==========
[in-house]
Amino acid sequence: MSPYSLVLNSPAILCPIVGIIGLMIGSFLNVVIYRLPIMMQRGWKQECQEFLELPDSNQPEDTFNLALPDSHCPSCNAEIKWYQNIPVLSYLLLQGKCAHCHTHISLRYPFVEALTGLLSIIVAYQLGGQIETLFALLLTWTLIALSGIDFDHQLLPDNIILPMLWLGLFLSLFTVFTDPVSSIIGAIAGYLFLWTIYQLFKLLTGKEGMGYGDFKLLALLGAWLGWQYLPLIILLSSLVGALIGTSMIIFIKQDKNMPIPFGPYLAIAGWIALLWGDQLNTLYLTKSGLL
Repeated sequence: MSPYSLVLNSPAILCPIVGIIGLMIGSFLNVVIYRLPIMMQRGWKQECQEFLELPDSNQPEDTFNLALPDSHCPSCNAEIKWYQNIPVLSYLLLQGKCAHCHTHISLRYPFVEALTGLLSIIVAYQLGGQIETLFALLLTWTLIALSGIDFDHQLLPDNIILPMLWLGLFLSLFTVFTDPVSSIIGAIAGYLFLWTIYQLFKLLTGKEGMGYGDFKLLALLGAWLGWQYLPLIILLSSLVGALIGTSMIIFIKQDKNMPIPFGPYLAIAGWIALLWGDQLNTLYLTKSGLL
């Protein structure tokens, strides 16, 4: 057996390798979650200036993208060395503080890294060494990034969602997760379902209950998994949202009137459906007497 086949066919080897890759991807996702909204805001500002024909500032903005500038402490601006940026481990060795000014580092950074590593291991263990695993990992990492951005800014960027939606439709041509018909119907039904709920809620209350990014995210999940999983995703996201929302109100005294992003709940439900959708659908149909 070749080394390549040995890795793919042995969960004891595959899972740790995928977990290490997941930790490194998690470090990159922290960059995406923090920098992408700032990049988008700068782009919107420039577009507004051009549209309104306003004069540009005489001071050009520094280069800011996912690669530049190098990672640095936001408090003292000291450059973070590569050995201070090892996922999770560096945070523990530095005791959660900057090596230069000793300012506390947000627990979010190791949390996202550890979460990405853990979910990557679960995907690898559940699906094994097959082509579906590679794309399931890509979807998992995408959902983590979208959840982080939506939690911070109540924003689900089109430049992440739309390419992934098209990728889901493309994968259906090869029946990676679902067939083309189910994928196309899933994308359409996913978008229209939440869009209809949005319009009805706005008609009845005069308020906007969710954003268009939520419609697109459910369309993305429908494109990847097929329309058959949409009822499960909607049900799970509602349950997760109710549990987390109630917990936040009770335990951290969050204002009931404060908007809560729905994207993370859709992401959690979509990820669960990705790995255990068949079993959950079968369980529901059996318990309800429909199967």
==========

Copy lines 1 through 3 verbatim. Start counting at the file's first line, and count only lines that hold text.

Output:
[in-house]
Amino acid sequence: MSPYSLVLNSPAILCPIVGIIGLMIGSFLNVVIYRLPIMMQRGWKQECQEFLELPDSNQPEDTFNLALPDSHCPSCNAEIKWYQNIPVLSYLLLQGKCAHCHTHISLRYPFVEALTGLLSIIVAYQLGGQIETLFALLLTWTLIALSGIDFDHQLLPDNIILPMLWLGLFLSLFTVFTDPVSSIIGAIAGYLFLWTIYQLFKLLTGKEGMGYGDFKLLALLGAWLGWQYLPLIILLSSLVGALIGTSMIIFIKQDKNMPIPFGPYLAIAGWIALLWGDQLNTLYLTKSGLL
Repeated sequence: MSPYSLVLNSPAILCPIVGIIGLMIGSFLNVVIYRLPIMMQRGWKQECQEFLELPDSNQPEDTFNLALPDSHCPSCNAEIKWYQNIPVLSYLLLQGKCAHCHTHISLRYPFVEALTGLLSIIVAYQLGGQIETLFALLLTWTLIALSGIDFDHQLLPDNIILPMLWLGLFLSLFTVFTDPVSSIIGAIAGYLFLWTIYQLFKLLTGKEGMGYGDFKLLALLGAWLGWQYLPLIILLSSLVGALIGTSMIIFIKQDKNMPIPFGPYLAIAGWIALLWGDQLNTLYLTKSGLL